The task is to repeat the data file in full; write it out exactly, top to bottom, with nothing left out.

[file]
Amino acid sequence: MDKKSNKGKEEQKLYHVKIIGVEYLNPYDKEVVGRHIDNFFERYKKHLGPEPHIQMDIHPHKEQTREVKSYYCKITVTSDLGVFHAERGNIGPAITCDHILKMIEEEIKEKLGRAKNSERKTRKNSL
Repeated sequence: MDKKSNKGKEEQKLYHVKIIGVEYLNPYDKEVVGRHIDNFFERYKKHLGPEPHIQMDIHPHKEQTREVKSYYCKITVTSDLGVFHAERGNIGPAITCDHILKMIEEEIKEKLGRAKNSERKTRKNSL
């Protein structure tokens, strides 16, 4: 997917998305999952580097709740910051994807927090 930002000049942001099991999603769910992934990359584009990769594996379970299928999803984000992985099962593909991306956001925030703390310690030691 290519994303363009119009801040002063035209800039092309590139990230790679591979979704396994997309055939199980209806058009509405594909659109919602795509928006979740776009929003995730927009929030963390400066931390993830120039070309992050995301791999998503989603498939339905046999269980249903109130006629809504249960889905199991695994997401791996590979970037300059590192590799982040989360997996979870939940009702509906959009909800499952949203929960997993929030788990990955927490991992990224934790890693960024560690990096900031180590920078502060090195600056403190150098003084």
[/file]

Amino acid sequence: MDKKSNKGKEEQKLYHVKIIGVEYLNPYDKEVVGRHIDNFFERYKKHLGPEPHIQMDIHPHKEQTREVKSYYCKITVTSDLGVFHAERGNIGPAITCDHILKMIEEEIKEKLGRAKNSERKTRKNSL
Repeated sequence: MDKKSNKGKEEQKLYHVKIIGVEYLNPYDKEVVGRHIDNFFERYKKHLGPEPHIQMDIHPHKEQTREVKSYYCKITVTSDLGVFHAERGNIGPAITCDHILKMIEEEIKEKLGRAKNSERKTRKNSL
């Protein structure tokens, strides 16, 4: 997917998305999952580097709740910051994807927090 930002000049942001099991999603769910992934990359584009990769594996379970299928999803984000992985099962593909991306956001925030703390310690030691 290519994303363009119009801040002063035209800039092309590139990230790679591979979704396994997309055939199980209806058009509405594909659109919602795509928006979740776009929003995730927009929030963390400066931390993830120039070309992050995301791999998503989603498939339905046999269980249903109130006629809504249960889905199991695994997401791996590979970037300059590192590799982040989360997996979870939940009702509906959009909800499952949203929960997993929030788990990955927490991992990224934790890693960024560690990096900031180590920078502060090195600056403190150098003084």